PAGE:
Hydrocele

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What is a Hydrocele?

A Hydrocele, also known as Hydrocele testis, is a condition that results when fluid accumulates within the layers of the tunica vaginalis that covers the testis, and it presents as a swelling in the scrotum.

Is Hydrocele a Medical emergency?

A Hydrocele is not a medical emergency.

Types

Hydrocele may be of the following types:

  • Primary Hydrocele: The cause is not known, the Hydrocele is tense
  • Secondary communicating Hydrocele: This occurs when the sac surrounding the testes does not close and continues to communicate with the peritoneum even after the testicles descend into the scrotum after birth. This allows the fluid within the Hydrocele to flow in and out.
  • Secondary non-communicating Hydrocele: The sac surrounding the testes is closed, but the fluid is not absorbed leading to the formation

Some of the other types may include:

  • Microbe induced Hydrocele: As seen with tuberculosis, parasitic such as filariasis, elephantiasis, syphilis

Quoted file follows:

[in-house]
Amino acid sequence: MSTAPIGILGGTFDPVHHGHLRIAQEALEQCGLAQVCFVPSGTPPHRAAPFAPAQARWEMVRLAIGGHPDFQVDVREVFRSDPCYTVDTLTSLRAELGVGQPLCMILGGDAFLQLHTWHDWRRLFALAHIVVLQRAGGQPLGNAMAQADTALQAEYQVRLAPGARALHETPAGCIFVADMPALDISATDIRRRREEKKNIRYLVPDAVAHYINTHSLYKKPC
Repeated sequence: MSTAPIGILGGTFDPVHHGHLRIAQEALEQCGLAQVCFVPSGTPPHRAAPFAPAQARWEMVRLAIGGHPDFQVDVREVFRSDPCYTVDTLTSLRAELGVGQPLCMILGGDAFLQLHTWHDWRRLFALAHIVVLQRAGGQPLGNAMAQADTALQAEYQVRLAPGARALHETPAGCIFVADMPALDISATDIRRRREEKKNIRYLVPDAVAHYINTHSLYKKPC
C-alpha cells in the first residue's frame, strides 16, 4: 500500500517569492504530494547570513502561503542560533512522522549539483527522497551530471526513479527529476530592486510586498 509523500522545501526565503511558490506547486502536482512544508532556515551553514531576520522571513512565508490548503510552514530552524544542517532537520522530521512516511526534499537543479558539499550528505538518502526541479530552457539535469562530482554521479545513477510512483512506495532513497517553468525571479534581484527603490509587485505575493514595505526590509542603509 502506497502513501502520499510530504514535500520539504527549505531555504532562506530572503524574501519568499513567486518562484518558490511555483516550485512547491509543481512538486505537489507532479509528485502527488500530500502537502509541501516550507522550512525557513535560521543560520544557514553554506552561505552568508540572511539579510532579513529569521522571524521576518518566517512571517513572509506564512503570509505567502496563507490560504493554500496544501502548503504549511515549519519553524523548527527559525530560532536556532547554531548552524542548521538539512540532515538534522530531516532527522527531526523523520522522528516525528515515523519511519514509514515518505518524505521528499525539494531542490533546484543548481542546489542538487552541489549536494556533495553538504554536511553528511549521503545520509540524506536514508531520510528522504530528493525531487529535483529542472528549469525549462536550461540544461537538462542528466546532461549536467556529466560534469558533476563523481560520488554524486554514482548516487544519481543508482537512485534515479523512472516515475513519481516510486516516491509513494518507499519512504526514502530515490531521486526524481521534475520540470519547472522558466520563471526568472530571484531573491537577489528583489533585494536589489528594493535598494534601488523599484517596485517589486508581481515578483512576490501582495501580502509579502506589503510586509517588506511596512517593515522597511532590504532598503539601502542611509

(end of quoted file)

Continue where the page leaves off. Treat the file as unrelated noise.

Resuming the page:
• Inflammatory and iatrogenic: This is caused by inflammations and after surgeries such as laparoscopic varicocelectomy
  • Trauma or tumor-induced
  • Congenital Hydrocele
  • Giant Hydrocele: When the Hydrocele is larger than the individual’s head or holds more than 1000 ml of fluid
  • Hydrocele in the canal of Nuck: Seen in women

Causes

These are common in the newborn and usually resolve spontaneously. These are usually caused by an imbalance in the production and absorption of a scrotal fluid; this fluid imbalance could be due to external causes such as increased intra-abdominal pressure or increased intra-abdominal fluid production, or it may be an internal problem as seen in viral infections or trauma that causes an increased production of the serous fluid.